Accepting being the villain in someone else's story

In this podcast (episode #560) and blog, I talk about how to manage being the “villain” in someone else’s story.

It is impossible to always be the “good guy” in life. You may not see yourself as the villain, but someone else might. This is sometimes the case with people you have had an intense relationship with, especially if the relationship ended badly or is in the process of ending. It can be an incredibly frustrating process, hard to deal with, particularly if it’s a close friend or family member.

The fact of the matter is that every decision you make affects the people in your life. And, in some cases, when you take control of your own life and make assertive decisions that are right for you, you may end up becoming someone else’s “villain”. Maybe you decide you aren’t happy in a relationship and realize it needs to end. The person you end it with may make you the villain of the story. Maybe you decide to take a stand and speak out against an injustice you see. You may become the villain in the eyes of someone who thrived in that injustice. Or maybe you just decided to make some changes in your life and become a different person. The people who want the “old you” may make you the villain in their story because this “new you” does not fit their plan. And, sometimes, a family member will make you the villain instead of accepting you.

To manage this, I recommend using the Neurocycle mind management method I have developed and studied over the past three decades, which I discuss in detail in my book Cleaning Up Your Mental Mess and my app Neurocycle. The Neurocycle is a way to harness your thinking power that I have developed and researched over the past three decades. It has 5 steps:

1. Gather awareness of how you feel mentally and physically, and your perspective when you are dealing with someone who is making you their villain. Ask yourself questions like:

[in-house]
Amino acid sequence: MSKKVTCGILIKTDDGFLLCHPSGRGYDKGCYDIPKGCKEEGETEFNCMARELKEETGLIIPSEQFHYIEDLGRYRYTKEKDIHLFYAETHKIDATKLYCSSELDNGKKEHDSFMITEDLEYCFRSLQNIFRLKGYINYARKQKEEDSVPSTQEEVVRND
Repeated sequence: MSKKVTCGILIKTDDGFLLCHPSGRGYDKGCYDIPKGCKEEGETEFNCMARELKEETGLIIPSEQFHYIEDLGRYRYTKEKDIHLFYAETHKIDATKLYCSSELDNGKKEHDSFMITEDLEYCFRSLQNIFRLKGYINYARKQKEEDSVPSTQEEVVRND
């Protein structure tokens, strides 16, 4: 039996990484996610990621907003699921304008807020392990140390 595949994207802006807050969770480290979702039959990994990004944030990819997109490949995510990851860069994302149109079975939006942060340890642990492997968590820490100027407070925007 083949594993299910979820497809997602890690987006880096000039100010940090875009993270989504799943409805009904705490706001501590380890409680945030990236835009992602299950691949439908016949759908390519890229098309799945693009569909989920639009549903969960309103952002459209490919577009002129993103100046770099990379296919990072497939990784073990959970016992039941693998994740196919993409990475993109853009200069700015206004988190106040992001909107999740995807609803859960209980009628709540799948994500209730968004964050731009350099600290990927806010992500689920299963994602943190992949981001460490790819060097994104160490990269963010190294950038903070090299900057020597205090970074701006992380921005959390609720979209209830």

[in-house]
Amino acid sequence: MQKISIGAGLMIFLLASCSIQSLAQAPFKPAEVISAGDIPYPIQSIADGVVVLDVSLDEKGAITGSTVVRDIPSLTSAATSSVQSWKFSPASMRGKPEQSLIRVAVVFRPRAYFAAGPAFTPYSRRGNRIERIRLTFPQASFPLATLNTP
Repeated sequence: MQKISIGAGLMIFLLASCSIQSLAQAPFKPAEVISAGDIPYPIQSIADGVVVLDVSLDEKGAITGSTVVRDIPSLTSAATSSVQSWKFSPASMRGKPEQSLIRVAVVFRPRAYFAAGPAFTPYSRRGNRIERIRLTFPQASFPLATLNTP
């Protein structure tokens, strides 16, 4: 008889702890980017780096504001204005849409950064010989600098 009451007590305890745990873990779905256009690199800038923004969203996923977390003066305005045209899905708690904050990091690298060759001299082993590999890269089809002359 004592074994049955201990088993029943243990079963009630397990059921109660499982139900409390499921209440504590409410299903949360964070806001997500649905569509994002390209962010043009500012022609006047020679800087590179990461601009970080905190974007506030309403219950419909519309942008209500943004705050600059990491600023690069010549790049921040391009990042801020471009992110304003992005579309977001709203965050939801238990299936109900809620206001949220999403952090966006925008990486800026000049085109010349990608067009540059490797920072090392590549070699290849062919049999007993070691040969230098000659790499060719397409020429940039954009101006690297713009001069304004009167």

• What are my emotions as I gather awareness of the situation? Frustration, hurt, irritation, anger?
  • How do I respond? What is my behavior?
  • What do I feel in my body when I am around this person or think about what is happening? Queasy stomach, heart palitpations?
  • What is my perspective of the situation versus what I think the other person may be thinking?

2. Reflect on how you feel. Take the time to think about the situation and your actions. Consider whether there is any truth to the other person's perspective, or if there are areas where you could have acted differently.

3. Write down your reflections to help organize your thinking and release pent-up energy.

4. Recheck: think about what your thoughts and feelings are trying to tell you. What does it say about what happened to you? What is your “antidote”— how will you work through how this situation is affecting you?  

Recognize that everyone makes mistakes and has moments where they may be perceived negatively by others. Embrace your imperfections and accept that you are not always in control of how others perceive you. 

Try to also empathize with the other person's feelings and experiences. Understand that their perception of you may be influenced by their own past experiences, biases, and emotions. Stop trying to convince them of all you have done to help them, and just accept that they are going to have to come to that realization themselves. Accept that they may never do this, but this doesn't make you a bad person—an important part of growth is coming to terms with the fact that you cannot fix someone else.